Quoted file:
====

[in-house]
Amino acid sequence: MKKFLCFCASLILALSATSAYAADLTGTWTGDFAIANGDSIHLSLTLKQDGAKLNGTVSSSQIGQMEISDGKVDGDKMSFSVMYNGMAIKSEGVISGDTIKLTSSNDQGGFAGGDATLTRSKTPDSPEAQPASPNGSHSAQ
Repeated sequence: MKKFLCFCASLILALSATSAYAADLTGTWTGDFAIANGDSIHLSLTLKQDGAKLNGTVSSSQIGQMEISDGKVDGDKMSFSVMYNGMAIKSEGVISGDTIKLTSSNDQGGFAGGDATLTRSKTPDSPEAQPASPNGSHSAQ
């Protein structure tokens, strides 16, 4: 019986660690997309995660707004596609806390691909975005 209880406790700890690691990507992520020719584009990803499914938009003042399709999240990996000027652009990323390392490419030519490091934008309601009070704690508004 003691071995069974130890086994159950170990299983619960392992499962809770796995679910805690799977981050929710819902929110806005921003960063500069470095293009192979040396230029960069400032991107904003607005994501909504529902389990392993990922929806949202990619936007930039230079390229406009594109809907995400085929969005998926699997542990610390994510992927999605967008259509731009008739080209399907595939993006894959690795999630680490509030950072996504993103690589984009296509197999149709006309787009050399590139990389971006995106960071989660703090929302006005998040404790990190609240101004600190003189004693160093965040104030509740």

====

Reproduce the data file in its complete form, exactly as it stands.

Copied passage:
[in-house]
Amino acid sequence: MKKFLCFCASLILALSATSAYAADLTGTWTGDFAIANGDSIHLSLTLKQDGAKLNGTVSSSQIGQMEISDGKVDGDKMSFSVMYNGMAIKSEGVISGDTIKLTSSNDQGGFAGGDATLTRSKTPDSPEAQPASPNGSHSAQ
Repeated sequence: MKKFLCFCASLILALSATSAYAADLTGTWTGDFAIANGDSIHLSLTLKQDGAKLNGTVSSSQIGQMEISDGKVDGDKMSFSVMYNGMAIKSEGVISGDTIKLTSSNDQGGFAGGDATLTRSKTPDSPEAQPASPNGSHSAQ
């Protein structure tokens, strides 16, 4: 019986660690997309995660707004596609806390691909975005 209880406790700890690691990507992520020719584009990803499914938009003042399709999240990996000027652009990323390392490419030519490091934008309601009070704690508004 003691071995069974130890086994159950170990299983619960392992499962809770796995679910805690799977981050929710819902929110806005921003960063500069470095293009192979040396230029960069400032991107904003607005994501909504529902389990392993990922929806949202990619936007930039230079390229406009594109809907995400085929969005998926699997542990610390994510992927999605967008259509731009008739080209399907595939993006894959690795999630680490509030950072996504993103690589984009296509197999149709006309787009050399590139990389971006995106960071989660703090929302006005998040404790990190609240101004600190003189004693160093965040104030509740």